Local children flock to VBS

Photo Intern: Graham Robson (From Left) Ella Holland, Wyatt Doggett, Landon Retsky, and Mary Kathryn Nolan participate lifting a parachute in their recreation time at Shadow Brook's Vaction Bible School last week.

Photo Intern: Graham Robson (From Left) Ella Holland, Wyatt Doggett, Landon Retsky, and Mary Kathryn Nolan participate lifting a parachute in their recreation time at Shadow Brook's Vaction Bible School last week.


Staff Photo: John Bohn Jade Cooper, left, Summer Gravitt, center, and Anna Carter, right, recite the pledge of allegiance while attending an evening vacation Bible school at Ebenezer Baptist Church in Dacula.


Photo Intern: Graham Robson Cody Murphy, shows excitment by screaming in the afternoon rally at Shadowbrook's Vacation Bible School last week. Over 400 children attend Bible School each day, the most Shadowbrook has seen in past years.


Staff Photo: Jason Braverman Ben Huffman, from left, Brianna Gherman and Holden Waymack do a dance while singing a song during vacation bible school on Friday at North Metro Baptist Church in Lawrenceville.


Staff Photo: Jason Braverman Rebecca Waymack, from left, Maddie Hutchison and Haley Cummins sing the pledge to the bible and the Christian flag on Friday at vacation bible school at North Metro Baptist Church.


Staff Photo: John Bohn Bonnie Stubbs, left, and Abbey Allen, right, study the Bible during vacation Bible school at Ebenezer Baptist Church in Dacula.

LAWRENCEVILLE -- Heather Harbin is partial to popsicle sticks, pipecleaners, multi-colored beads, Kool-Aid and chocolate chip cookies.

With deft hands, she distributes child-safety scissors and construction paper, cotton balls, glue sticks and lots of paper towels to the children in her classroom.

These are her tools of the trade for one week out of every year as she steps into the role of teacher at her church.

She's one of thousands of volunteers from all over Gwinnett County who will lead local young people through five days of singing, reading, coloring and studying about the Gospel of Jesus Christ. It's an effort that transcends denominational boundaries known as vacation Bible school.

Harbin, a volunteer at North Metro Baptist Church, said she enjoys "sharing the message of the gospel with children, letting them know that God loves them no matter what."

The church children's minister, Tim Bailey, said sharing the gospel is the chief mission of VBS.

"A lot of these kids go to church here on a regular basis, but this is a good chance to reach out into the community as well for kids that don't usually get to come to church," said Bailey, a children's minister for more than 20 years.

Added Bailey: "Parents enjoy it because it offers their kids something to do while they're not in school, and kids enjoy it because it's just fun."

Seven-year-old Caleb Pierce, for one, is a fan of North Metro's VBS program.

Said Pierce: "I like snacks, watching videos in worship service and ... snacks. Did I already mention that?"

Snacks are a big part of vacation Bible school, said Susan Rowe, director of the program at McKendree United Methodist Church. "It's the kind of thing that stays with people for a lifetime," Rowe said. "Cookies and snacks and arts and crafts, fun stuff. We like for children to learn about Jesus, but we want the entire experience to be fun."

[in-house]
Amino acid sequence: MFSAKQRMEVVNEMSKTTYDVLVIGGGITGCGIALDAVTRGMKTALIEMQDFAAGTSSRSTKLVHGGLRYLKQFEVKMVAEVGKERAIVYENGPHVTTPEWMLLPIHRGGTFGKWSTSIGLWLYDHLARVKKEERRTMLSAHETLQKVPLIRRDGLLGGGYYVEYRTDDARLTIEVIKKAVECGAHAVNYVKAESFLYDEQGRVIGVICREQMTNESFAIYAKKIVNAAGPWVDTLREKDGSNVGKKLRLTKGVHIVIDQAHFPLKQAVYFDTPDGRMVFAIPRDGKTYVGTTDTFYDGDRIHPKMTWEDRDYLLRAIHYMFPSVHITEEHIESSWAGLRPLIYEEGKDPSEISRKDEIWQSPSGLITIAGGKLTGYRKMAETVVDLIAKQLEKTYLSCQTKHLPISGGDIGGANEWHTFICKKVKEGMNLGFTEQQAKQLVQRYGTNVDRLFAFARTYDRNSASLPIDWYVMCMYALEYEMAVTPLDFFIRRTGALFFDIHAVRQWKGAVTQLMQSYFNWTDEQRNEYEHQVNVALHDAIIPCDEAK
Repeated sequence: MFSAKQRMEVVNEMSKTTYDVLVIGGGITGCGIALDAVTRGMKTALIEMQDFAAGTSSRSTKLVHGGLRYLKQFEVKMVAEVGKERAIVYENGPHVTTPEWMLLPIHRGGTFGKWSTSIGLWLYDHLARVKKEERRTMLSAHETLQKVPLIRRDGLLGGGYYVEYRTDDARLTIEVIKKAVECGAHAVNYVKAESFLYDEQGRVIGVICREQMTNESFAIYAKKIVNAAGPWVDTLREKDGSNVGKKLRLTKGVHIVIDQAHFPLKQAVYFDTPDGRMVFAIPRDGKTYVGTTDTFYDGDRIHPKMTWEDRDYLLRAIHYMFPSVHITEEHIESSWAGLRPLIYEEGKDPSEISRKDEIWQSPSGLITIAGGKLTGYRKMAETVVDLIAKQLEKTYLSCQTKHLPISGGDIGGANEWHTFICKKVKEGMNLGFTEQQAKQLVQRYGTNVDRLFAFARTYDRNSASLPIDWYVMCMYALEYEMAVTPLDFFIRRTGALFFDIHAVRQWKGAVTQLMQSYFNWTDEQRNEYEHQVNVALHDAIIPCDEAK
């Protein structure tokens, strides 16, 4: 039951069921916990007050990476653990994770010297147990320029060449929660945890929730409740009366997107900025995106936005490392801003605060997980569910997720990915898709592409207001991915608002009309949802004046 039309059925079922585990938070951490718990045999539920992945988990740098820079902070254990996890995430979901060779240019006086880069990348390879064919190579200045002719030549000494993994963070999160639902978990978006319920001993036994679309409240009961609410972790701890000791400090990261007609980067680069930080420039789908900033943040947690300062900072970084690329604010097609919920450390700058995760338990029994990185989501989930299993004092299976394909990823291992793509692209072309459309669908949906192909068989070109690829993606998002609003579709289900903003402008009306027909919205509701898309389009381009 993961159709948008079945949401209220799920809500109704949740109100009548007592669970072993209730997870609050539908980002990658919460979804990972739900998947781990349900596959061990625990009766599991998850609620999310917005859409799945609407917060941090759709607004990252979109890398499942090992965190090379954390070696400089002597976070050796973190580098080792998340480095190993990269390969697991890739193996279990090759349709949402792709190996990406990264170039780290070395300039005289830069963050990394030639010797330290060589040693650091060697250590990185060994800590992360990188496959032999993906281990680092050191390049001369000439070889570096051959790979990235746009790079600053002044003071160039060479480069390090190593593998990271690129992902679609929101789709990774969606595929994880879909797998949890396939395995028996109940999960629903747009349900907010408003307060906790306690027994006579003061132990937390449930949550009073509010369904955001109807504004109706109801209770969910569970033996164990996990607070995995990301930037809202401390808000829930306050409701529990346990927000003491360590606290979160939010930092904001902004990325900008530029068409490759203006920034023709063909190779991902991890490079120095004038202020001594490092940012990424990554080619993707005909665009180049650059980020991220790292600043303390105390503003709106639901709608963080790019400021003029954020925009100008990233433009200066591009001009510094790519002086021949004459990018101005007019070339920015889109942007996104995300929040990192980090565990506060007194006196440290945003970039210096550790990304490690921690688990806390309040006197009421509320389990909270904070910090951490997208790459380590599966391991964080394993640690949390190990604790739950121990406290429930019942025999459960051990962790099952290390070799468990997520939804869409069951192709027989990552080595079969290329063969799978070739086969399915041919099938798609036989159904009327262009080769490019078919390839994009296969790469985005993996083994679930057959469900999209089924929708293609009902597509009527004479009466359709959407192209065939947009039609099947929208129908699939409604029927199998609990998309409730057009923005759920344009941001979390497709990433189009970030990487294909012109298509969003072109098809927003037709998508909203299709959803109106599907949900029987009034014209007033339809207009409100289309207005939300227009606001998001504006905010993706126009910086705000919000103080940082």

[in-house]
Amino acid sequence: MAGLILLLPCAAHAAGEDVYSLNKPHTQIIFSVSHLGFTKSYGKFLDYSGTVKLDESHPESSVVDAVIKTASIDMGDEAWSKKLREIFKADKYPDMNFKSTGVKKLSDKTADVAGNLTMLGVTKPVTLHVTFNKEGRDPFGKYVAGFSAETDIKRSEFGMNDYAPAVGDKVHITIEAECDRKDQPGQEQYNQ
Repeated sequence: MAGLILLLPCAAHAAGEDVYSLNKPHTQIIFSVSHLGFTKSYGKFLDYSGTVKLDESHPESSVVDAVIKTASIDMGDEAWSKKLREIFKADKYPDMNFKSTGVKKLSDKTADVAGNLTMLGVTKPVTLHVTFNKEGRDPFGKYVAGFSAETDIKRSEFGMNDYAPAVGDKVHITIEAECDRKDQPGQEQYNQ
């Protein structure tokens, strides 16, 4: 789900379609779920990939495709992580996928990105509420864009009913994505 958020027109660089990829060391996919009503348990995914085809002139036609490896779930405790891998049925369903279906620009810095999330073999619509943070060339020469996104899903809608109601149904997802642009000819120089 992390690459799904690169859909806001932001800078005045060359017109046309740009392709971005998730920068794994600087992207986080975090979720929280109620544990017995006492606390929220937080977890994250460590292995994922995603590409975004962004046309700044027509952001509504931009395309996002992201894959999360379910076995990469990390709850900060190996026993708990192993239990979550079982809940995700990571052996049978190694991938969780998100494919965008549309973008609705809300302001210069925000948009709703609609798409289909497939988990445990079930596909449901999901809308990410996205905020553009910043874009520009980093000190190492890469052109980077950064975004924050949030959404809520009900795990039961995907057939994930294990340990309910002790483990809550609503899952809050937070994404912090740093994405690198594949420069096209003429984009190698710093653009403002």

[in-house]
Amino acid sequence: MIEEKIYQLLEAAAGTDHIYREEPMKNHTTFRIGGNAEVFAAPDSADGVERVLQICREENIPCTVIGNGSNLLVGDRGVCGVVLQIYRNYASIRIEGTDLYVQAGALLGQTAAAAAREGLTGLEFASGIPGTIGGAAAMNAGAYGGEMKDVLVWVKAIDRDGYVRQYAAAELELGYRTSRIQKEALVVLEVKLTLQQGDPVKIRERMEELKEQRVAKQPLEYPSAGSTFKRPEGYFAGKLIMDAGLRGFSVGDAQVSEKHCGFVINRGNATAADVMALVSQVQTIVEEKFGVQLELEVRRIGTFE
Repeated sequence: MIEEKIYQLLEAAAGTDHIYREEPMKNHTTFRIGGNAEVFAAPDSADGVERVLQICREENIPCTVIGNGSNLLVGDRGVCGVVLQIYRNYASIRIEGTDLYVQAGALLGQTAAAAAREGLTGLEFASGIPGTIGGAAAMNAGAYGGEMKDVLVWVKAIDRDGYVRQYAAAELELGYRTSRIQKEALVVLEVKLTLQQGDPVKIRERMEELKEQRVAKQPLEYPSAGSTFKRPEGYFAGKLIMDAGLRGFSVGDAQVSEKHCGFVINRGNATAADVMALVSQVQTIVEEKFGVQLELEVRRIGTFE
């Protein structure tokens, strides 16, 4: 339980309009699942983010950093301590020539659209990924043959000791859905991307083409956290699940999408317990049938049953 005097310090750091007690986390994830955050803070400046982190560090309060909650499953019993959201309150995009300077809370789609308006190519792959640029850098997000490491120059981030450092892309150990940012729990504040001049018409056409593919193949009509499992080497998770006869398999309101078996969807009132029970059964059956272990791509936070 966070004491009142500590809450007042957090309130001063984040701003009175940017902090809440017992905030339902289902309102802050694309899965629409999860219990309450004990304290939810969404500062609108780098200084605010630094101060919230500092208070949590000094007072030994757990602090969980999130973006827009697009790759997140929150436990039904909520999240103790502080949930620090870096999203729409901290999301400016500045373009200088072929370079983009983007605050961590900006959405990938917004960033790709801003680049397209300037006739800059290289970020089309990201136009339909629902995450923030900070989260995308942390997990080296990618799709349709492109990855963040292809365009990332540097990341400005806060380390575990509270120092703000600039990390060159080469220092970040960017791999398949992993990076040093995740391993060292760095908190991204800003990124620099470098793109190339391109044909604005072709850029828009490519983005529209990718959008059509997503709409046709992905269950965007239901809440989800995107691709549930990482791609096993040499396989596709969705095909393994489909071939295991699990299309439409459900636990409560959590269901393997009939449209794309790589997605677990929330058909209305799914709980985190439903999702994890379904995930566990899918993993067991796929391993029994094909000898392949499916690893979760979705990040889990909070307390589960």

Rowe said adults often approach her after VBS and thank her. "They'll come up to me and say, 'I think I got as much out of this as the kids did. There was stuff I learned that I didn't know.'"

At McKendree UMC, Rowe oversees traditional vacation Bible school as well as "extreme" VBS for children in fifth and sixth grade.

Rowe said she grew up in the north, where VBS wasn't as widespread. "It was totally new for me when I came here," she said.

Zion Lutheran Pastor Nathanael Mayhew said, "Being in the Bible Belt, there's more of a focus on VBS. It's more a part of the culture here."

Added Mayhew: "It's an important opportunity to reach out to kids you don't often get to see. We fill up our church every year with little kids. That's the key for us, taking an opportunity to bring them in and teach them that there are good answers for the questions they have."

Sam Davis, pastor at Ebenezer Baptist in Dacula, said VBS "plants the seeds of the Gospel in the hearts and minds of kids, and that's absolutely vital. It introduces them to Bible teachings and Bible perspectives."

And one of the best ways to teach those perspectives, said Bailey of North Metro Baptist, is giving the children variety.

A three-hour session each day at the church includes snacks, crafts, worship rallies, Bible studies and recreation time. "We like to keep them on the go," Bailey said. "We keep them moving."

Zack Gibbs, 9, said he most enjoys the worship service and the videos, while Natalie Tyndall, 10, is partial to arts and crafts.

Josh Dunn, a 17-year-old volunteer at the church, watches the children dash and play outside. He works the recreation session. "It's a good opportunity," Dunn said. "I like helping the kids out."

Harbin said providing children with variety is key to keeping their attention: "You have to keep little hands busy."

Harbin said she enjoys teaching young children about the Gospel, because it teaches her how to live. "They just naturally believe," she said. "It's easier with the little ones. It reminds me that I should approach life that way."

Vacation Bible school sessions are held throughout June and July. Contact your local church for schedules.